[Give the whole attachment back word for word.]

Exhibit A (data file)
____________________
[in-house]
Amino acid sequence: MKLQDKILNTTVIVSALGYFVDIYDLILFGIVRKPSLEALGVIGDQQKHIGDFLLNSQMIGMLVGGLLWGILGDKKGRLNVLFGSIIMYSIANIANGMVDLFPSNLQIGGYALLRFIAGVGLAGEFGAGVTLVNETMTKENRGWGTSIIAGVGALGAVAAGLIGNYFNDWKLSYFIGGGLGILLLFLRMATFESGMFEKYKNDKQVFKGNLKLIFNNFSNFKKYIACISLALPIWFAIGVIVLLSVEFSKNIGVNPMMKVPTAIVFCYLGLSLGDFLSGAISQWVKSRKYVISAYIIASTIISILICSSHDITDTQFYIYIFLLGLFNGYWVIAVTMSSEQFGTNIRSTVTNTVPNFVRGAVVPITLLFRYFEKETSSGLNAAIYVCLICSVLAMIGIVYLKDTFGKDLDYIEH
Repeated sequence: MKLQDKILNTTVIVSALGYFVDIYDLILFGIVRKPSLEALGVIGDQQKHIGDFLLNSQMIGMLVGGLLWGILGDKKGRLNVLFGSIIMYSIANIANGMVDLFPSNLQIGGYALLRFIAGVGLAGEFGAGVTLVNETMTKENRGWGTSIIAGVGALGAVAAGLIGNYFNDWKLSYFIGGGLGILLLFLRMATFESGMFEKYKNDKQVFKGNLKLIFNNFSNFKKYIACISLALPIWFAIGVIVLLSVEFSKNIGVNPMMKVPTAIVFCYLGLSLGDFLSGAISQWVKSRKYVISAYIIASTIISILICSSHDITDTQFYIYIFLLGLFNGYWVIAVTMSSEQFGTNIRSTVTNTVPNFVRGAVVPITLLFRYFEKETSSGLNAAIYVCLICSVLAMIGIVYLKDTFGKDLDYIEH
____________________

[in-house]
Amino acid sequence: MKLQDKILNTTVIVSALGYFVDIYDLILFGIVRKPSLEALGVIGDQQKHIGDFLLNSQMIGMLVGGLLWGILGDKKGRLNVLFGSIIMYSIANIANGMVDLFPSNLQIGGYALLRFIAGVGLAGEFGAGVTLVNETMTKENRGWGTSIIAGVGALGAVAAGLIGNYFNDWKLSYFIGGGLGILLLFLRMATFESGMFEKYKNDKQVFKGNLKLIFNNFSNFKKYIACISLALPIWFAIGVIVLLSVEFSKNIGVNPMMKVPTAIVFCYLGLSLGDFLSGAISQWVKSRKYVISAYIIASTIISILICSSHDITDTQFYIYIFLLGLFNGYWVIAVTMSSEQFGTNIRSTVTNTVPNFVRGAVVPITLLFRYFEKETSSGLNAAIYVCLICSVLAMIGIVYLKDTFGKDLDYIEH
Repeated sequence: MKLQDKILNTTVIVSALGYFVDIYDLILFGIVRKPSLEALGVIGDQQKHIGDFLLNSQMIGMLVGGLLWGILGDKKGRLNVLFGSIIMYSIANIANGMVDLFPSNLQIGGYALLRFIAGVGLAGEFGAGVTLVNETMTKENRGWGTSIIAGVGALGAVAAGLIGNYFNDWKLSYFIGGGLGILLLFLRMATFESGMFEKYKNDKQVFKGNLKLIFNNFSNFKKYIACISLALPIWFAIGVIVLLSVEFSKNIGVNPMMKVPTAIVFCYLGLSLGDFLSGAISQWVKSRKYVISAYIIASTIISILICSSHDITDTQFYIYIFLLGLFNGYWVIAVTMSSEQFGTNIRSTVTNTVPNFVRGAVVPITLLFRYFEKETSSGLNAAIYVCLICSVLAMIGIVYLKDTFGKDLDYIEH